Untangling the New Dot Mystery at the Federal Reserve

Who is it and why?

Dot Plot: What the Fed's Models Miss in Rate Forecasts

Not since the days of the negative dot has a lone Federal Reserve official aspired to blaze their own trail on the appropriate trajectory for interest rates.

The latest version of the so-called "dot plot" — which shows each monetary policymaker's forecast of the year-end policy rate consistent with the realization of their economic projections — had a notable outlier when it was released on Wednesday, along with the Federal Open Market Committee's June rate decision. It shows that one anonymous official thinks that if things go according to his or her plan, the Federal Reserve should hike rates once this year and then stay on hold for at least the next two years.

The median dots throughout the forecast horizon indicate that the consensus on the committee is to lift the policy rate at a gradual pace over the coming years. By contrast, the outlier dot sees the federal funds rate at a lower level than even financial market participants do at the end of 2018.

"Someone is pressing for a very different policy agenda. I think it reflects frustration with the persistent below target forecasts of inflation," said Tim Duy, professor of practice at the University of Oregon. "I suspect the person with the outlying dot is strategically trying to force a debate within the FOMC."

"Someone is saying there's a distribution of outcomes here, but because all the dots are clustered, it suggests we're not considering much variation in the outcomes," said Macquarie Capital Markets Ltd. Economist David Doyle. "It's similar to what [Narayana] Kocherlakota did when he put that negative dot in — he wanted to send a message." Kocherlakota is the former president of the Federal Reserve Bank of Minneapolis who has publicly suggested the possibility of implementing negative interest rates in the U.S. (FOMC members are not allowed to disclose which dot belongs to which member.)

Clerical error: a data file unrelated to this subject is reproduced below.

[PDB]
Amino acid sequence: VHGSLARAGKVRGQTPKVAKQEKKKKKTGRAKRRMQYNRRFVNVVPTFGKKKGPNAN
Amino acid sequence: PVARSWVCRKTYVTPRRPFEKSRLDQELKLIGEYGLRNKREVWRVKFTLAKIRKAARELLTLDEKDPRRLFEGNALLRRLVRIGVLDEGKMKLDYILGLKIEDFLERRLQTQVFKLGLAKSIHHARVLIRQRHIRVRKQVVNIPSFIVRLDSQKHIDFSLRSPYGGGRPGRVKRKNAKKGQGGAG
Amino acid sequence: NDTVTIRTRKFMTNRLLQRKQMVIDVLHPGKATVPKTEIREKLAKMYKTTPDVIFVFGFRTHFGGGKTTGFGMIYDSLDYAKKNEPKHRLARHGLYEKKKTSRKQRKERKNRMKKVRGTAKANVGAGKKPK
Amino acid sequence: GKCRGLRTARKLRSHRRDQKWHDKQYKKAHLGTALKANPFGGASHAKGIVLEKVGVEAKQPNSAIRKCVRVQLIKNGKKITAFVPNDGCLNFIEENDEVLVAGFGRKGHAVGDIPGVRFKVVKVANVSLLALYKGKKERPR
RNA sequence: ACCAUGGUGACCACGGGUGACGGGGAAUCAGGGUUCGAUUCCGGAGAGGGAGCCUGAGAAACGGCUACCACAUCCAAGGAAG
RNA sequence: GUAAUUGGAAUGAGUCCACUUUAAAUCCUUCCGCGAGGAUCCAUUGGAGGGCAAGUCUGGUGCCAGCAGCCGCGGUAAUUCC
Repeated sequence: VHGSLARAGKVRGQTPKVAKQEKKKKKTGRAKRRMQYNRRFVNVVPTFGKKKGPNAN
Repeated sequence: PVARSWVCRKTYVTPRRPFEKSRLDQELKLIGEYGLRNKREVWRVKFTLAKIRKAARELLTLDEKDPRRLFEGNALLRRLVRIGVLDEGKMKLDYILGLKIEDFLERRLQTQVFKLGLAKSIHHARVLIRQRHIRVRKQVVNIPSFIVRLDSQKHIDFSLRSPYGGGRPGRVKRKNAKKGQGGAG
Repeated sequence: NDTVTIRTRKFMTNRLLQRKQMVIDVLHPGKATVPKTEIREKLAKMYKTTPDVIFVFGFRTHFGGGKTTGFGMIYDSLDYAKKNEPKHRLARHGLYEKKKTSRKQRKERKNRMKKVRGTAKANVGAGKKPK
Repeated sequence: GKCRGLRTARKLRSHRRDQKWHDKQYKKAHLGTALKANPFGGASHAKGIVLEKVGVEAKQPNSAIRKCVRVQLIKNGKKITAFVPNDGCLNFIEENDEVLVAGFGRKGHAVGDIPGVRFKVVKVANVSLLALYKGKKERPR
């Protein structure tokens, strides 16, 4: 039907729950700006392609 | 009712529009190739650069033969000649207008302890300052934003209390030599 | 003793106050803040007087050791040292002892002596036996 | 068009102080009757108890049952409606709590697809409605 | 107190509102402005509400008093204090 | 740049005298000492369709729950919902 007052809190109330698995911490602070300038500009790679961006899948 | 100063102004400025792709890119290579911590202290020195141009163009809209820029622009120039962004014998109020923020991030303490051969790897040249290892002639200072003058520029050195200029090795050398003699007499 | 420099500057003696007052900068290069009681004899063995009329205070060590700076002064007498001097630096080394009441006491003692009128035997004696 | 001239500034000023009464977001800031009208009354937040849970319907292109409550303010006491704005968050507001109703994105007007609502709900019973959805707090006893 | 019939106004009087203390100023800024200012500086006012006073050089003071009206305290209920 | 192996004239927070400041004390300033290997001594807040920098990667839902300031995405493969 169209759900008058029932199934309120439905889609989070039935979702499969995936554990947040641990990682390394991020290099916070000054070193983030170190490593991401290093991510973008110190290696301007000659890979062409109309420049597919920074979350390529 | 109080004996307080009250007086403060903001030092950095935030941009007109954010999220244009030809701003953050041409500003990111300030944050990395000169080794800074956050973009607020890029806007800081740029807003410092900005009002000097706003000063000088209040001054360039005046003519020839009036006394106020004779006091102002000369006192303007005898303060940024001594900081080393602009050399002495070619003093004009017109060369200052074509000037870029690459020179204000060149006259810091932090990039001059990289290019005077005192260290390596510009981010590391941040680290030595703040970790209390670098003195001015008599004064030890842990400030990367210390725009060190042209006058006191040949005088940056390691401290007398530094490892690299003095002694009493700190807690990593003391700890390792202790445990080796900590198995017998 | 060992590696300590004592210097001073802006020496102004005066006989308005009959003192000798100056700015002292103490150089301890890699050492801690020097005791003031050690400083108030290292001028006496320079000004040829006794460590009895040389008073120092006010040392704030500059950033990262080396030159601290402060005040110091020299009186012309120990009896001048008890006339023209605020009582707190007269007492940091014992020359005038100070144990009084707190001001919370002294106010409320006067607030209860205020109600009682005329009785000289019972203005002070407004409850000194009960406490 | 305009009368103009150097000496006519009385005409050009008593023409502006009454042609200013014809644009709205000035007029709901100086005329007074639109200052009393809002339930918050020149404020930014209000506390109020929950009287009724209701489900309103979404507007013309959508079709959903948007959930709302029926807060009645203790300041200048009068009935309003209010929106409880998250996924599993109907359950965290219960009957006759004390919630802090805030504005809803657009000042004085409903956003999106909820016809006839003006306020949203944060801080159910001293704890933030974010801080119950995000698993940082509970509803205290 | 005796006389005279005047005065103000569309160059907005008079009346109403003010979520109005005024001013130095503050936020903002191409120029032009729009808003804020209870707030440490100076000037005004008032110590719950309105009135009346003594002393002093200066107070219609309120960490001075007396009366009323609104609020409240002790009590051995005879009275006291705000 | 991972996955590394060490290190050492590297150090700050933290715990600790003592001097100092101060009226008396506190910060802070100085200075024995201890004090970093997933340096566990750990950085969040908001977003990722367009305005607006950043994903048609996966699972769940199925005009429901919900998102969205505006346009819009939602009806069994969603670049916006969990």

The current unnamed official might anticipate that refraining from tightening policy in 2017 or 2018 will allow the central bank to achieve its dual mandate of price stability and full employment more expediently. Inflation has been the more difficult objective in recent years, with annual core PCE inflation running at 1.6 percent while the unemployment rate sits at 4.7 percent. Getting stronger inflation sooner would help ensure that expectations remain anchored, which is of paramount importance to monetary policymakers.

QuickTake The Fed and Its Urge to Raise Rates

A possible consequence of this course of action, however, is that the Federal Reserve will need to bring the business cycle to an end later, by sharply hiking the economy into a recession in order to hit its 2-percent target from above.

"It's a real mystery. I don't know whether the analogy is a Sherlock Holmes or Game of Thrones between the hawks and the doves," said Deustche Bank AG Chief International Economist Torsten Slok. "The person behind it, based on the speeches that are out there, is not speaking about things as would implicitly be reflected in that dot."

Early speculation among analysts is that the most likely author of this novel policy path could be Chicago Fed President Charles Evans, Fed Governor Lael Brainard, St. Louis Fed President James Bullard, or the newest member of the committee, Minneapolis Fed President Neel Kashkari.

"Clearly, candidates would be people who've erred on being dovish and viewed the world in a slightly different fashion than other members," said Doyle.

In a June 3 speech, Evans indicated that there could be a case for keeping rates on hold until inflation hits the 2 percent target. Brainard, for her part, argued in October 2015 that "deflationary cross currents emanating from abroad" entailed that the risks to inflation were tilted to the downside.

"I think this would be more effective if this person revealed his dot publicly to explain their reasoning," said Duy.

Bank of America Merrill Lynch Global Head of Economics Research Ethan Harris adds, "The interesting question is whether any other Fed officials will join this implicit dovish dissent at upcoming meetings." 

This outlier dot comes at a time when the median forecast implies less tightening by the end of 2017 or 2018 than Fed officials had previously anticipated in March. During her press conference on Wednesday, Fed Chair Janet Yellen referenced a "new normal" environment, which reinforces the idea the central bank's policy rate is not expected to return to levels that had previously been consistent with full employment and price stability.

It may also seem curious that an official who sees rates at low levels for the foreseeable future would still feel the need to raise rates this year. However, it may be that this monetary policymaker sees these low nominal rates not as stimulative, but as neither boosting nor restraining economic activity over the longer haul.

"This actually makes a whole lot of sense. If you think the economy is operating at its potential and has little slack, you can justify another hike as being appropriate," said Doyle. "And if you think it's one more and done, you probably think the longer-run rate is around that level."

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